|Brazilian Monkey-Trap Tree|
The Brazilian Monkey-Trap Tree is a supposed carnivorous plant seen by explorer Mariano da Silva in Brazil.
The trunk of the Brazilian Monkey-Trap Tree has a diameter of about 90 centimeters and is about six to seven meters high. Around the lower part of the tree are leaves which are 0.9 by 20 centimeters large and a thickness of a thumb. The tree releases a distinct scent that attracts animals, espically monkeys. The attracted animal would climb up the trunk and then be enveloped by its leaves, never to be seen again. Three days or so later, the leaves open again, and from them drop the bones of their victims, from which every little vestige of flesh has been stripped.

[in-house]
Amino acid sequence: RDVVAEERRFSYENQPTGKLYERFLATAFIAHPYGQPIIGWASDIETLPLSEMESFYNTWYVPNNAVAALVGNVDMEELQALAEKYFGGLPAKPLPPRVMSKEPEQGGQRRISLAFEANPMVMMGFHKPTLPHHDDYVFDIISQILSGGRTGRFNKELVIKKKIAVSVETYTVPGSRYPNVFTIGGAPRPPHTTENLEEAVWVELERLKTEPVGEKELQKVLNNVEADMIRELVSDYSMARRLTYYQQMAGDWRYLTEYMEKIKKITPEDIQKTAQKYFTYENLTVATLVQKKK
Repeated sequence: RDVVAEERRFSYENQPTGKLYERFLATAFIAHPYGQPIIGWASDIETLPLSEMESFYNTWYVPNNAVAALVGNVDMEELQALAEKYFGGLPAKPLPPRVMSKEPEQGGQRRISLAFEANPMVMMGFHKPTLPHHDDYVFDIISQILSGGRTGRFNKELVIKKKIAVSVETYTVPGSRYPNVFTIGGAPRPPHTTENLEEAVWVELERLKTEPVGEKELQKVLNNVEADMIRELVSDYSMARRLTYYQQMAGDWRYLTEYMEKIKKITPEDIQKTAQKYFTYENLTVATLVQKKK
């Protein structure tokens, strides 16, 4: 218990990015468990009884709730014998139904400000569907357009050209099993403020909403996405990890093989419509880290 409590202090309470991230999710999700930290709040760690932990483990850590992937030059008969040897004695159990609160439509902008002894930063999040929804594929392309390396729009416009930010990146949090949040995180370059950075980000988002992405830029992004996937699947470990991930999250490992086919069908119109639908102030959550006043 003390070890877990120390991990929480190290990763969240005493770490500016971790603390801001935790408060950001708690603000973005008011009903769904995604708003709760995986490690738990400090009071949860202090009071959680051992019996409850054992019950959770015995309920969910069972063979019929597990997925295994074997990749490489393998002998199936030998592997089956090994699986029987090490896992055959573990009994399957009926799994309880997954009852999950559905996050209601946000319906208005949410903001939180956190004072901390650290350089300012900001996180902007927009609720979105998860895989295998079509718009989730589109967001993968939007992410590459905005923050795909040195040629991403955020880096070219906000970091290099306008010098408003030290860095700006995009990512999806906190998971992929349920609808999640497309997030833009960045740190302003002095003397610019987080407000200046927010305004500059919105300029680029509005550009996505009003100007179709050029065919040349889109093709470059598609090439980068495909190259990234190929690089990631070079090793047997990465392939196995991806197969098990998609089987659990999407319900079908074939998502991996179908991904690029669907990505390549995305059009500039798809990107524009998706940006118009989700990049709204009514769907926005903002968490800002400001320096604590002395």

The Brazilian Monkey-Trap Tree is descirbed in Randall Schwartz's 1974 book Carnivorous Plants. In his book, he refers to a report from explorer Mariano da Silva. While searching for the settlement of Yatapu Indians on the Brazilian border, Silva allegedly witnessed a plant that devours animals.